So now that we’ve covered a few of the exciting advancements of Directus 9, let’s talk about what you’ll need to be aware of when updating to v9 from previous versions. If you’re starting with Directus fresh, you can safely ignore this section, unless you’re just curious about how we handle breaking changes like this.
Once we decided that Directus 9 would be a full refactor (App, API, Docs, and SDK), we wanted to make sure we had complete freedom to correct any fundamental issues inherited from legacy versions. We don’t take breaking changes lightly, and knew that this would be our only chance for the next few years to optimize the I/O of the platform, and so we spent months researching and strategizing around exactly how to approach this update. Below are the details...
After the switch from PHP to Node, the next biggest update in v9 was the removing of database multitenancy. Previous versions of Directus allowed a single instance to manage multiple databases by creating different config files, and scoping all endpoints within a project key. While the idea of this is great, it significantly muddled the codebase and added a lot of confusion for users. Also, our new rule-based permissions allows for multitenancy within a single database, and installing new instances became much easier via npm — so we opted to keep things simple.
In addition to the removal of the project scope in the API, there have been a number of various smaller changes to the endpoints. We are aiming to have a definitive list of all these differences soon, but in the meantime, you can rest assured that roughly 80%+ of the API I/O is the same as in v8.
The only other notable breaking change in v9 involves how system data is stored. As you can imagine, all those awesome features and enhancements listed above require a significantly different system schema. And some, such as our completely new permissions system, are so incompatible that there’s no way to automate the migration of settings between versions. This unfortunately means that there is no magic “update” button that can upgrade everything from v8 to v9. But fear not, there’s hope!
The guiding principle of Directus is “database mirroring”, which means that all of your user data is always stored in pure SQL, completely pristine and unaltered. That means that no matter where it comes from (eg: a random SQL database, or a previous version of Directus), you’re always able to seamlessly migrate your content.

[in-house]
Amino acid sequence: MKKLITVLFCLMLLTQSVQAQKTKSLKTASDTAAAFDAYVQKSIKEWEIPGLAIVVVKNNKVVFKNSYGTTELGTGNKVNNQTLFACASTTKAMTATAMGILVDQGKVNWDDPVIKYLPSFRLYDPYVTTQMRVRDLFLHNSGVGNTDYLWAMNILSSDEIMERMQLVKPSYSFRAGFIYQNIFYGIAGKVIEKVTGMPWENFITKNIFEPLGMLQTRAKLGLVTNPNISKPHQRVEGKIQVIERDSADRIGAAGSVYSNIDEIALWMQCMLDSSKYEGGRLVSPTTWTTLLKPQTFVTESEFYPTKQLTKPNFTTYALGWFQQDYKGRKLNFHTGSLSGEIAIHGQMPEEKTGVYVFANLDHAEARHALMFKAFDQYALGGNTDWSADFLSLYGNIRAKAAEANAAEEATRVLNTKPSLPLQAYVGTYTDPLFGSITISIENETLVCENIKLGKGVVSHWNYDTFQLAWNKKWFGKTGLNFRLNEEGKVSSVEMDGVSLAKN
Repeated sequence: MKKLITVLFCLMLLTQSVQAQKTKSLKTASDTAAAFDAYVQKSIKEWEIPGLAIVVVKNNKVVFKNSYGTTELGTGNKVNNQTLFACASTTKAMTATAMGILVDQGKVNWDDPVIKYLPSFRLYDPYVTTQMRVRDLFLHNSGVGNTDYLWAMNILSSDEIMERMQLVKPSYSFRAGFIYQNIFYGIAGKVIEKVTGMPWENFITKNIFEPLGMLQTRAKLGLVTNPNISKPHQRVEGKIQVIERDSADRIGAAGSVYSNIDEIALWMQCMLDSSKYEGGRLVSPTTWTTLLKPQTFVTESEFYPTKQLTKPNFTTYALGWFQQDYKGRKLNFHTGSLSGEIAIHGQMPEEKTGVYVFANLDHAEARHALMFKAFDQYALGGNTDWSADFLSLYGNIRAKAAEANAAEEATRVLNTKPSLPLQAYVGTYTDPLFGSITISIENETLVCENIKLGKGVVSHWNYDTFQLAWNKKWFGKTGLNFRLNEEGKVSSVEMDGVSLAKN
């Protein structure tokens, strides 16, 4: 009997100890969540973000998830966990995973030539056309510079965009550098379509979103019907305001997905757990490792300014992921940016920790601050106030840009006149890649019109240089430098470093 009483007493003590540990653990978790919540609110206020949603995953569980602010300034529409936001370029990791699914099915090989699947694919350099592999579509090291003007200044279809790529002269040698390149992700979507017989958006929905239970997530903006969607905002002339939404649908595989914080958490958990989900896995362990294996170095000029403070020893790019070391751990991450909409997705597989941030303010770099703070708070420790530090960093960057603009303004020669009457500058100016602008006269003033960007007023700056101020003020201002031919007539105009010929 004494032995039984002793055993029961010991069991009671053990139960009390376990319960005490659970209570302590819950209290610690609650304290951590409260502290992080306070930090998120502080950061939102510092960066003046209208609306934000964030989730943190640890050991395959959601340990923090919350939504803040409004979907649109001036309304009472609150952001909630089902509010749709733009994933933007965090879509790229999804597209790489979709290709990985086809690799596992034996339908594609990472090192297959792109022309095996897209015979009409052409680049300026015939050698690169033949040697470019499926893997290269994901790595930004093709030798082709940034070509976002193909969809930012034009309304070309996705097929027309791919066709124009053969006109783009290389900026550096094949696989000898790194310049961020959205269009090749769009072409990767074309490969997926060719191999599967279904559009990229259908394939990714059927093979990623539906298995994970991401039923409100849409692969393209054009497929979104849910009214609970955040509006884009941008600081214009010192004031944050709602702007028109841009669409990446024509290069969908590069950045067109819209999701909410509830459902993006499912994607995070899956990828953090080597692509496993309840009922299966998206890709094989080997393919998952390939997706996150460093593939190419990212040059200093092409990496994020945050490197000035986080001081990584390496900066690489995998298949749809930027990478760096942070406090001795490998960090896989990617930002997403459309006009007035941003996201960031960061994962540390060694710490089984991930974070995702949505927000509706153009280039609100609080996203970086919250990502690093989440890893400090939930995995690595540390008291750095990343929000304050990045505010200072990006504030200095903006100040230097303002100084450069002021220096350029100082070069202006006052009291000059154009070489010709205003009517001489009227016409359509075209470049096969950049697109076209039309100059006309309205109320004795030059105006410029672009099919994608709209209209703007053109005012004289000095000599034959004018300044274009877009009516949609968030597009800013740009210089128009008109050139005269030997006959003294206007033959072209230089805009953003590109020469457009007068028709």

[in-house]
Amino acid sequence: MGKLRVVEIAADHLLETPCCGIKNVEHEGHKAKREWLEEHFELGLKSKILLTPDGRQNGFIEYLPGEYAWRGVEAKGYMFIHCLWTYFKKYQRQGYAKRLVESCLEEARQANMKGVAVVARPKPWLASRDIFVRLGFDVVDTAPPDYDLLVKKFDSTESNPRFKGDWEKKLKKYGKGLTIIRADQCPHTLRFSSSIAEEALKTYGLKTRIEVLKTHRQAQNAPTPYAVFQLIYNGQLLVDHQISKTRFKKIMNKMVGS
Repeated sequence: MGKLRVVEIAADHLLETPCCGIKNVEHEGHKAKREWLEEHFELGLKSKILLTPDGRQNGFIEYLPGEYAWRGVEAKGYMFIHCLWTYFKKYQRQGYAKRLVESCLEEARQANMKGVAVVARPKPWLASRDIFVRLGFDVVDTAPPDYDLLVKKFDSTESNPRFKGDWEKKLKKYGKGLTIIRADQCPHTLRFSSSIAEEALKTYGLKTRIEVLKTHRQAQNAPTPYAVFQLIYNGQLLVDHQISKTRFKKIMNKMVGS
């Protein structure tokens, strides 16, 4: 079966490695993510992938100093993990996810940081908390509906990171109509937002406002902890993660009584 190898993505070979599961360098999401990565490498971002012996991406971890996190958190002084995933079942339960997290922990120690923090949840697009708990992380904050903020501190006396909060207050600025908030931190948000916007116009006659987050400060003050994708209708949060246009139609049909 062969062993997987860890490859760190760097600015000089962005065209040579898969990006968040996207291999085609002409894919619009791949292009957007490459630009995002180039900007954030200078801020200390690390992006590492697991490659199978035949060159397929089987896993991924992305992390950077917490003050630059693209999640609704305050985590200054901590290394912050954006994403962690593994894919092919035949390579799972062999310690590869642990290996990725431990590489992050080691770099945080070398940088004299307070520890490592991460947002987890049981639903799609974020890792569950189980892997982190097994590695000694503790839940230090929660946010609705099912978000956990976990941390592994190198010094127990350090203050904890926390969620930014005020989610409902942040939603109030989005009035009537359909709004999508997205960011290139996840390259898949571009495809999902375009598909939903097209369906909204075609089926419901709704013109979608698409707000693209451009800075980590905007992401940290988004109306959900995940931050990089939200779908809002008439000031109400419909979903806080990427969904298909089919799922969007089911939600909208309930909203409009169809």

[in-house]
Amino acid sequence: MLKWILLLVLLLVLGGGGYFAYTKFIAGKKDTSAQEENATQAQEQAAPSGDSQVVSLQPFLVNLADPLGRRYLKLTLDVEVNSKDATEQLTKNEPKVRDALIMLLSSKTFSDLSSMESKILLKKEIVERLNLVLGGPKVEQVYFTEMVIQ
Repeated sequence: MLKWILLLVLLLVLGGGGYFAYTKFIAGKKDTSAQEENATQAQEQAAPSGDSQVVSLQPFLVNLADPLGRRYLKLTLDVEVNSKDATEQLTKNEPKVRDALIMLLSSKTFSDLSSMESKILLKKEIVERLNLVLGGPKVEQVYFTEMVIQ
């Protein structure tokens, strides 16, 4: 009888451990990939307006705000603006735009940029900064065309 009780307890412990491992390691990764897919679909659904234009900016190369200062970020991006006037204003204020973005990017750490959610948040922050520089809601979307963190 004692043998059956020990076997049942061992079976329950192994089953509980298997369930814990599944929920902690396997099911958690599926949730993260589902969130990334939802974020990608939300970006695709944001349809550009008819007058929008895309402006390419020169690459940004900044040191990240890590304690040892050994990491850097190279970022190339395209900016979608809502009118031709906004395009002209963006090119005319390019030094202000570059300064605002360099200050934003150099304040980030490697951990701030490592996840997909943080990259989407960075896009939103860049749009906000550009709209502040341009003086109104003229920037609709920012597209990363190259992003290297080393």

So in a nutshell, here’s what updating from v8 would look like:
- Install Directus 9 fresh
- Import your legacy data tables with all content
- Reconfigure fields and permissions in v9
We realize that this process is less than ideal, but it’s the only way that we could properly modernize and optimize Directus 9. Our promise to you is that we will remain judicious with these breaking changes, and keep them as infrequent as possible.
All this is only the beginning. Our entire team has been hard at work for over a year, and we have a whole lot of other things that will be coming over the next few days, weeks, and months. Below are just a few of the things we’re pushing soon.
- First and foremost, we’ll be focusing on Directus 9 stability. Amidst all the other things we’re working on, this will always take priority.
- Documentation is a close second to stability — as intuitive as Directus is, it’s crucial to have proper docs for various installation methods, edge-case configurations, and building custom extensions. In addition to the built-in docs mentioned above, look for our new/updated v9 public docs in the next few days.
- An all new Directus also warrants an all new Cloud platform. We are wrapping up testing on our Standard Cloud and Enterprise Cloud systems, complete with a redesigned dashboard. Expect updates on this in the next few weeks.
- While our free-for-all public demo has treated us well over the past few years, it’s time to move on. Soon after our new Cloud service is released we’ll be offering free, fully-automated private demo instances. Gone are the days of waiting for the password to reset on the hour, or coming across offensive content from trolls.
- While our Directus Slack channel has passed 3,000 members, we felt that their free-tier was too limiting for our community chat (and too pricey for FOSS). We have therefore opted to migrate our core team and v9 community conversations over to Discord — come and join us!
- We’ll be adding more interfaces, displays, modules, and more to the core codebase, but are also working on our Extension Marketplace. This will be a way to browse (and install) external extensions that you or other members of the community have created.
- Lastly, you may have seen our new marketing website, in fact, you’re probably reading this article on it. We feel this new design system better captures the aesthetic and ethos of our new ecosystem, and helps unite all of our growing products and services.
Thanks for taking the time to learn about Directus 9 — we sincerely hope you love what we’ve worked so hard to create. If you have any questions, come join us on Discord!